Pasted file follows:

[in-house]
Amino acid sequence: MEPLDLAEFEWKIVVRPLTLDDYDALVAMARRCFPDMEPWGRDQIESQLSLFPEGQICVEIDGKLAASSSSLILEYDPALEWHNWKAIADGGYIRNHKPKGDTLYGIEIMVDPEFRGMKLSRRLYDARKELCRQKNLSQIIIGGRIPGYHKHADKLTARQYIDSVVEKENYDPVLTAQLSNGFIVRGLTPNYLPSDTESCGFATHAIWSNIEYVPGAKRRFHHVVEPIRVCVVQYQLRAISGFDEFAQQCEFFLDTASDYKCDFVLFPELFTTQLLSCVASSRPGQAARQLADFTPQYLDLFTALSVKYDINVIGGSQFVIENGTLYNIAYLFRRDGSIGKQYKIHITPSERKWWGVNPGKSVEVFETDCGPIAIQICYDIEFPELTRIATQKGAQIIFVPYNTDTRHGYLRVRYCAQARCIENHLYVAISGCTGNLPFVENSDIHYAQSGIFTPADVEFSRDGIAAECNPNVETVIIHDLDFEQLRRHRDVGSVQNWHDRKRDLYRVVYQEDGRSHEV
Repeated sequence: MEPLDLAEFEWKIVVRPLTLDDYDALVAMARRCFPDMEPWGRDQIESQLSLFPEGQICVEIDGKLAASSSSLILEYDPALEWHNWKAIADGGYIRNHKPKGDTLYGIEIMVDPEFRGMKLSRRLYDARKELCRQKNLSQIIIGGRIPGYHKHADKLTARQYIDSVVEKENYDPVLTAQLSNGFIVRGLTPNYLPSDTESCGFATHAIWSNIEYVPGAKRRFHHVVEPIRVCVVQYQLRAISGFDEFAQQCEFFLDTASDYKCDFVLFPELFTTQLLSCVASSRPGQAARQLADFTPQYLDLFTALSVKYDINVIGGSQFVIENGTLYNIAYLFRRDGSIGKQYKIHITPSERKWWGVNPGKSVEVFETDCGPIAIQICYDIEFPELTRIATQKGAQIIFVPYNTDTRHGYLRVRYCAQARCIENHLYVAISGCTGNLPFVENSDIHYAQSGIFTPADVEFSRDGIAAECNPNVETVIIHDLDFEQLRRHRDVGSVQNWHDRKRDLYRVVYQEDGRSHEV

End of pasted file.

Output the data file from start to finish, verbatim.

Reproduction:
[in-house]
Amino acid sequence: MEPLDLAEFEWKIVVRPLTLDDYDALVAMARRCFPDMEPWGRDQIESQLSLFPEGQICVEIDGKLAASSSSLILEYDPALEWHNWKAIADGGYIRNHKPKGDTLYGIEIMVDPEFRGMKLSRRLYDARKELCRQKNLSQIIIGGRIPGYHKHADKLTARQYIDSVVEKENYDPVLTAQLSNGFIVRGLTPNYLPSDTESCGFATHAIWSNIEYVPGAKRRFHHVVEPIRVCVVQYQLRAISGFDEFAQQCEFFLDTASDYKCDFVLFPELFTTQLLSCVASSRPGQAARQLADFTPQYLDLFTALSVKYDINVIGGSQFVIENGTLYNIAYLFRRDGSIGKQYKIHITPSERKWWGVNPGKSVEVFETDCGPIAIQICYDIEFPELTRIATQKGAQIIFVPYNTDTRHGYLRVRYCAQARCIENHLYVAISGCTGNLPFVENSDIHYAQSGIFTPADVEFSRDGIAAECNPNVETVIIHDLDFEQLRRHRDVGSVQNWHDRKRDLYRVVYQEDGRSHEV
Repeated sequence: MEPLDLAEFEWKIVVRPLTLDDYDALVAMARRCFPDMEPWGRDQIESQLSLFPEGQICVEIDGKLAASSSSLILEYDPALEWHNWKAIADGGYIRNHKPKGDTLYGIEIMVDPEFRGMKLSRRLYDARKELCRQKNLSQIIIGGRIPGYHKHADKLTARQYIDSVVEKENYDPVLTAQLSNGFIVRGLTPNYLPSDTESCGFATHAIWSNIEYVPGAKRRFHHVVEPIRVCVVQYQLRAISGFDEFAQQCEFFLDTASDYKCDFVLFPELFTTQLLSCVASSRPGQAARQLADFTPQYLDLFTALSVKYDINVIGGSQFVIENGTLYNIAYLFRRDGSIGKQYKIHITPSERKWWGVNPGKSVEVFETDCGPIAIQICYDIEFPELTRIATQKGAQIIFVPYNTDTRHGYLRVRYCAQARCIENHLYVAISGCTGNLPFVENSDIHYAQSGIFTPADVEFSRDGIAAECNPNVETVIIHDLDFEQLRRHRDVGSVQNWHDRKRDLYRVVYQEDGRSHEV